US Corporate Law News: high-frequency trading lawsuit may proceed against major exchanges

7 January 2018 | Applicable law: US

On December 19, 2017, the U.S. Second Circuit Court of Appeals vacated a lower court's dismissal of a class action lawsuit claiming that the NYSE and NASDAQ, among other exchanges, violated trading rules by offering "high-frequency trading" (HFT) firms with extraordinary services that provided unfair advantages over ordinary investors.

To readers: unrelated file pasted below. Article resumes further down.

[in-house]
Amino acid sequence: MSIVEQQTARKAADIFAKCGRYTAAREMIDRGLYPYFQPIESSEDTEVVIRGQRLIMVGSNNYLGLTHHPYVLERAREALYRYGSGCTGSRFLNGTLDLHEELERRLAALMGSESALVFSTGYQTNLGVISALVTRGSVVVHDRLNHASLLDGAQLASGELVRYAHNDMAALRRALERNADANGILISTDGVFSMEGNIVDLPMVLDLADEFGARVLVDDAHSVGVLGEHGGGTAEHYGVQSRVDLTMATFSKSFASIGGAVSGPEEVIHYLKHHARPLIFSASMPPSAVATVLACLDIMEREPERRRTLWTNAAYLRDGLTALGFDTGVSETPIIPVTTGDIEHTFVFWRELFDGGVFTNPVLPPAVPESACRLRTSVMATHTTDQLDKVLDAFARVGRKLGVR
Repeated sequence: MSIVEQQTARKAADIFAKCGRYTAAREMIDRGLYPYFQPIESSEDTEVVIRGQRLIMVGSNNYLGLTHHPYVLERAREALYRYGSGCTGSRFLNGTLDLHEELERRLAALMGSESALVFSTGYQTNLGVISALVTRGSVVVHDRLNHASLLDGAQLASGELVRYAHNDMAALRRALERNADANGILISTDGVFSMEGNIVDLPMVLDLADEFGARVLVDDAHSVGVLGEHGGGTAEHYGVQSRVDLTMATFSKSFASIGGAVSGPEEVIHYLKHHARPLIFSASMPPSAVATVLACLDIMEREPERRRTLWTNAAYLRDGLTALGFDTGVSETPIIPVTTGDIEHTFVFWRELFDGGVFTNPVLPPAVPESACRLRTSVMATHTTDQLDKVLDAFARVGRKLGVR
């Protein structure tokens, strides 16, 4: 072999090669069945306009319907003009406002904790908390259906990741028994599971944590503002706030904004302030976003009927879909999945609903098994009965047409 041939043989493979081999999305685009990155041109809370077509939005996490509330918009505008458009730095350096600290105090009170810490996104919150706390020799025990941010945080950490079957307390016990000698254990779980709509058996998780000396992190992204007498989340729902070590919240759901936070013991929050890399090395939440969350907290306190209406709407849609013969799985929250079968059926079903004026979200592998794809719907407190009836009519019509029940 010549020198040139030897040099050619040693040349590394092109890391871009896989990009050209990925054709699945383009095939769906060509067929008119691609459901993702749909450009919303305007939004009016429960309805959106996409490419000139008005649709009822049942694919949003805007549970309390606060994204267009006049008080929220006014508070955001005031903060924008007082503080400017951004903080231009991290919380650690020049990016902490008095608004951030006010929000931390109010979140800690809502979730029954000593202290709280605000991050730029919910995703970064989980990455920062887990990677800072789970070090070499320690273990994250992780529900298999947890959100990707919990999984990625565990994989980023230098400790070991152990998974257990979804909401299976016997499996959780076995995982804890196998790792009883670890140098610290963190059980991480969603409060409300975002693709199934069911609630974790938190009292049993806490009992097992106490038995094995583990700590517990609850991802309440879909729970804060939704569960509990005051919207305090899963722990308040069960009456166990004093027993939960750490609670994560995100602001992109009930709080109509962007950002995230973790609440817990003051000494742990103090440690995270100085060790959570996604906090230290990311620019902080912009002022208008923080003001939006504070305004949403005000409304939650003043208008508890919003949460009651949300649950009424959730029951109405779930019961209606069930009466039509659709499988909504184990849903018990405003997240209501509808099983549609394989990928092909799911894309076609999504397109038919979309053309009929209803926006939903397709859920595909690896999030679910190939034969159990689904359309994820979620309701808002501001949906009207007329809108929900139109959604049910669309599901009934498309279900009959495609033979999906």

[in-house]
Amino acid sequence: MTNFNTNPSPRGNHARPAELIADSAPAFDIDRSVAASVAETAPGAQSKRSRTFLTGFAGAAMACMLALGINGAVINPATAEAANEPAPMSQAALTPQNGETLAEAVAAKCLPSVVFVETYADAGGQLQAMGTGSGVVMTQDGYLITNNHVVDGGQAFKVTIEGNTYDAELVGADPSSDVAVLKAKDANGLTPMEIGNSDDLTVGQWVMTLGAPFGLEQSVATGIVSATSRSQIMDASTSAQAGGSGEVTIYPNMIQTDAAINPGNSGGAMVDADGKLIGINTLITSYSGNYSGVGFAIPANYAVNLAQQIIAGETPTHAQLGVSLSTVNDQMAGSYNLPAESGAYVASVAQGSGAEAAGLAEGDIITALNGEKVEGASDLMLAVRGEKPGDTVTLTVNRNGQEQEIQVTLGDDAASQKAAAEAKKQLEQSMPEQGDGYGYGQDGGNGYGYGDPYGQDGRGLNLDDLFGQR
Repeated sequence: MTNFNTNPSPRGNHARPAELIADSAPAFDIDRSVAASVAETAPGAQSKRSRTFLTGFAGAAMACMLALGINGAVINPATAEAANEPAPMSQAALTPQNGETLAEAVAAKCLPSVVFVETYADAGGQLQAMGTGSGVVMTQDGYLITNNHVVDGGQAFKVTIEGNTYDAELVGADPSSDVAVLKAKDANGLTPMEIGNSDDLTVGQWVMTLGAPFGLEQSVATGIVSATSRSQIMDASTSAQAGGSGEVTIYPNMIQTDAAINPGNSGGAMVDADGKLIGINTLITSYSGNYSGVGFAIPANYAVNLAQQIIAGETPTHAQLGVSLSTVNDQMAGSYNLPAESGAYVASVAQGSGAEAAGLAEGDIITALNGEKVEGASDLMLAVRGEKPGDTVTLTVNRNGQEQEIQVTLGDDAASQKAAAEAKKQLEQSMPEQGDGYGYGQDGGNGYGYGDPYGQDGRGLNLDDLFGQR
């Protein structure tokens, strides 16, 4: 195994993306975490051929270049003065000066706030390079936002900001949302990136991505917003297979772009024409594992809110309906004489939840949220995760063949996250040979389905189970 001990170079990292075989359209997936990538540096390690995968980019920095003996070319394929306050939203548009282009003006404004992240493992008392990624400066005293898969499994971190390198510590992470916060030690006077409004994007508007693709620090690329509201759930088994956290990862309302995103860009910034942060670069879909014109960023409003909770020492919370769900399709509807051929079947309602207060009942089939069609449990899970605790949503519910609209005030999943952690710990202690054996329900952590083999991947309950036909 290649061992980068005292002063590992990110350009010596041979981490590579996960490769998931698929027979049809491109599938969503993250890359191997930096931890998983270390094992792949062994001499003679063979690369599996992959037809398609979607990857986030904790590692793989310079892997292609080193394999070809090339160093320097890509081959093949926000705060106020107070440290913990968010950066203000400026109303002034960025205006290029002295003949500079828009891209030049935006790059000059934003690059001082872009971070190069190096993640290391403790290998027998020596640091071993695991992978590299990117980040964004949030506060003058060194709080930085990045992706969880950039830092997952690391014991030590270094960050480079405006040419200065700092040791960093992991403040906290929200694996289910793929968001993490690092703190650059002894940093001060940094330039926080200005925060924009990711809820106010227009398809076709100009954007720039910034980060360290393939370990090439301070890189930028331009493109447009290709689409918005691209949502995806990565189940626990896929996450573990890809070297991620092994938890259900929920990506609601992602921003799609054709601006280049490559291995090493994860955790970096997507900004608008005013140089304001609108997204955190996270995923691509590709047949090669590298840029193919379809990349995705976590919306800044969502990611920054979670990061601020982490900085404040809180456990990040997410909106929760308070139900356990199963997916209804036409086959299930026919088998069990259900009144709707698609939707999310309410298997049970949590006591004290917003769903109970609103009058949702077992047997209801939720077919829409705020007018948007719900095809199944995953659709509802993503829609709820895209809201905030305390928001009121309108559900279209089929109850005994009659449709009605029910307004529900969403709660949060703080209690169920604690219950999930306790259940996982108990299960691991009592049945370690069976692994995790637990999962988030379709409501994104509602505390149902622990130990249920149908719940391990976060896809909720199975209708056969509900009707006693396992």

The complaint alleged that the exchanges sold HFT firms proprietary data feeds and co-location services, which gave them access to information earlier than other market participants or before such information was publicly available, and that the exchanges permitted HFT firms to submit complex order types that were hidden from ordinary listing on an individual exchange. In vacating the lower court decision, the Second Circuit held that the exchanges were not entitled to absolute immunity because they were not engaged in a traditional regulatory function, and that the exchanges intentionally created, promoted and sold the specific services that catered to HFT firms and disadvantaged investors who could not afford them. The appeals court decision paves the way for additional fraud and manipulation claims against the exchanges by plaintiff-investor groups.

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